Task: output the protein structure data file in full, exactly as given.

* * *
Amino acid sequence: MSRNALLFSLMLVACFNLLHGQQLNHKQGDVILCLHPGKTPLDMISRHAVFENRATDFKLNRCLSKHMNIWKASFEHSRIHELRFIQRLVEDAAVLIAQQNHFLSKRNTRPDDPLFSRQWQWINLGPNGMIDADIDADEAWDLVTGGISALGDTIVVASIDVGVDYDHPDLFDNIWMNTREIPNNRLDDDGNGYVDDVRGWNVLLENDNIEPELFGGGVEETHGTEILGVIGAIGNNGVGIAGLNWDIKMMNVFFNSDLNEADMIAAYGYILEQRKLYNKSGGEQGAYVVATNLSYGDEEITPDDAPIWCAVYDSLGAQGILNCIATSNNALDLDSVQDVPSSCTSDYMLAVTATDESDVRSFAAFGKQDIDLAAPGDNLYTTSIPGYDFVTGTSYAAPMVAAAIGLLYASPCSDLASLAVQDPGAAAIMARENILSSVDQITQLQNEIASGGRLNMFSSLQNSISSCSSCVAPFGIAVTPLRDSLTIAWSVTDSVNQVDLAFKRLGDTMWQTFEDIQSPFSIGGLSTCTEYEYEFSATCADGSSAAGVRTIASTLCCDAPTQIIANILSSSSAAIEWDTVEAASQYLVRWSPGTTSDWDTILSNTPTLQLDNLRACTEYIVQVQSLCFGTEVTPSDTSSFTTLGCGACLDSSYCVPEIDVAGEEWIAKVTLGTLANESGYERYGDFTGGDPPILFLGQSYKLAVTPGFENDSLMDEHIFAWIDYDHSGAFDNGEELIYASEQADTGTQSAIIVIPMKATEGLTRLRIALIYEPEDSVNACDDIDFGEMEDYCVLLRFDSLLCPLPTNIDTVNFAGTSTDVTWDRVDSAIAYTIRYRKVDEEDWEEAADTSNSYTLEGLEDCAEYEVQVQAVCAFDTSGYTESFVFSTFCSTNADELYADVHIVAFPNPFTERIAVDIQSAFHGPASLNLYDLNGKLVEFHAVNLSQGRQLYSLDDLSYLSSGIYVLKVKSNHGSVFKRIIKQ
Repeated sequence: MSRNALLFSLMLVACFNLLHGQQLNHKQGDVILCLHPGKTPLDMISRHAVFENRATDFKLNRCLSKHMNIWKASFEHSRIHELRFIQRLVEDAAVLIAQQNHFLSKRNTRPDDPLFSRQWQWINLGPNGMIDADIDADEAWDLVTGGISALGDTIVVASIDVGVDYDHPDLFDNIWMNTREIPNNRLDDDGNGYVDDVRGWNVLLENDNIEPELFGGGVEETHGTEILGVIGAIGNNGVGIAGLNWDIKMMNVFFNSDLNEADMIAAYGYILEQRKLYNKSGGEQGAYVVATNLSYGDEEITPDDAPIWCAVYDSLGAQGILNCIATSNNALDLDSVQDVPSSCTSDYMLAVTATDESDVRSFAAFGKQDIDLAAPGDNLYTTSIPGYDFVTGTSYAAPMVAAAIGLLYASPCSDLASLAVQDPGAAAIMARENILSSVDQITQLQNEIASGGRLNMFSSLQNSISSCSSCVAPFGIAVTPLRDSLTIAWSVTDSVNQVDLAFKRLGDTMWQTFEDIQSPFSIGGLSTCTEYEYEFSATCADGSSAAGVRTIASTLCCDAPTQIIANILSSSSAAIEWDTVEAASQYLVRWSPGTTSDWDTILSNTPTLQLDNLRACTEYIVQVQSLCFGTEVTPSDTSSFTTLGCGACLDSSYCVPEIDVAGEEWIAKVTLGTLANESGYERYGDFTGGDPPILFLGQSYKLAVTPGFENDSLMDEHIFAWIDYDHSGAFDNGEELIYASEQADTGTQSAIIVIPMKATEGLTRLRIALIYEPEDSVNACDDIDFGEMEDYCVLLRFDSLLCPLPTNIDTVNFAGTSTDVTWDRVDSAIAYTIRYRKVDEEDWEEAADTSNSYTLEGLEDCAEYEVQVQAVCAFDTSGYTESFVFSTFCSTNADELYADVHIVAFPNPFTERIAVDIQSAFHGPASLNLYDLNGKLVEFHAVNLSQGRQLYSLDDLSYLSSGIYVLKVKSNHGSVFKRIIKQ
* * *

Amino acid sequence: MSRNALLFSLMLVACFNLLHGQQLNHKQGDVILCLHPGKTPLDMISRHAVFENRATDFKLNRCLSKHMNIWKASFEHSRIHELRFIQRLVEDAAVLIAQQNHFLSKRNTRPDDPLFSRQWQWINLGPNGMIDADIDADEAWDLVTGGISALGDTIVVASIDVGVDYDHPDLFDNIWMNTREIPNNRLDDDGNGYVDDVRGWNVLLENDNIEPELFGGGVEETHGTEILGVIGAIGNNGVGIAGLNWDIKMMNVFFNSDLNEADMIAAYGYILEQRKLYNKSGGEQGAYVVATNLSYGDEEITPDDAPIWCAVYDSLGAQGILNCIATSNNALDLDSVQDVPSSCTSDYMLAVTATDESDVRSFAAFGKQDIDLAAPGDNLYTTSIPGYDFVTGTSYAAPMVAAAIGLLYASPCSDLASLAVQDPGAAAIMARENILSSVDQITQLQNEIASGGRLNMFSSLQNSISSCSSCVAPFGIAVTPLRDSLTIAWSVTDSVNQVDLAFKRLGDTMWQTFEDIQSPFSIGGLSTCTEYEYEFSATCADGSSAAGVRTIASTLCCDAPTQIIANILSSSSAAIEWDTVEAASQYLVRWSPGTTSDWDTILSNTPTLQLDNLRACTEYIVQVQSLCFGTEVTPSDTSSFTTLGCGACLDSSYCVPEIDVAGEEWIAKVTLGTLANESGYERYGDFTGGDPPILFLGQSYKLAVTPGFENDSLMDEHIFAWIDYDHSGAFDNGEELIYASEQADTGTQSAIIVIPMKATEGLTRLRIALIYEPEDSVNACDDIDFGEMEDYCVLLRFDSLLCPLPTNIDTVNFAGTSTDVTWDRVDSAIAYTIRYRKVDEEDWEEAADTSNSYTLEGLEDCAEYEVQVQAVCAFDTSGYTESFVFSTFCSTNADELYADVHIVAFPNPFTERIAVDIQSAFHGPASLNLYDLNGKLVEFHAVNLSQGRQLYSLDDLSYLSSGIYVLKVKSNHGSVFKRIIKQ
Repeated sequence: MSRNALLFSLMLVACFNLLHGQQLNHKQGDVILCLHPGKTPLDMISRHAVFENRATDFKLNRCLSKHMNIWKASFEHSRIHELRFIQRLVEDAAVLIAQQNHFLSKRNTRPDDPLFSRQWQWINLGPNGMIDADIDADEAWDLVTGGISALGDTIVVASIDVGVDYDHPDLFDNIWMNTREIPNNRLDDDGNGYVDDVRGWNVLLENDNIEPELFGGGVEETHGTEILGVIGAIGNNGVGIAGLNWDIKMMNVFFNSDLNEADMIAAYGYILEQRKLYNKSGGEQGAYVVATNLSYGDEEITPDDAPIWCAVYDSLGAQGILNCIATSNNALDLDSVQDVPSSCTSDYMLAVTATDESDVRSFAAFGKQDIDLAAPGDNLYTTSIPGYDFVTGTSYAAPMVAAAIGLLYASPCSDLASLAVQDPGAAAIMARENILSSVDQITQLQNEIASGGRLNMFSSLQNSISSCSSCVAPFGIAVTPLRDSLTIAWSVTDSVNQVDLAFKRLGDTMWQTFEDIQSPFSIGGLSTCTEYEYEFSATCADGSSAAGVRTIASTLCCDAPTQIIANILSSSSAAIEWDTVEAASQYLVRWSPGTTSDWDTILSNTPTLQLDNLRACTEYIVQVQSLCFGTEVTPSDTSSFTTLGCGACLDSSYCVPEIDVAGEEWIAKVTLGTLANESGYERYGDFTGGDPPILFLGQSYKLAVTPGFENDSLMDEHIFAWIDYDHSGAFDNGEELIYASEQADTGTQSAIIVIPMKATEGLTRLRIALIYEPEDSVNACDDIDFGEMEDYCVLLRFDSLLCPLPTNIDTVNFAGTSTDVTWDRVDSAIAYTIRYRKVDEEDWEEAADTSNSYTLEGLEDCAEYEVQVQAVCAFDTSGYTESFVFSTFCSTNADELYADVHIVAFPNPFTERIAVDIQSAFHGPASLNLYDLNGKLVEFHAVNLSQGRQLYSLDDLSYLSSGIYVLKVKSNHGSVFKRIIKQ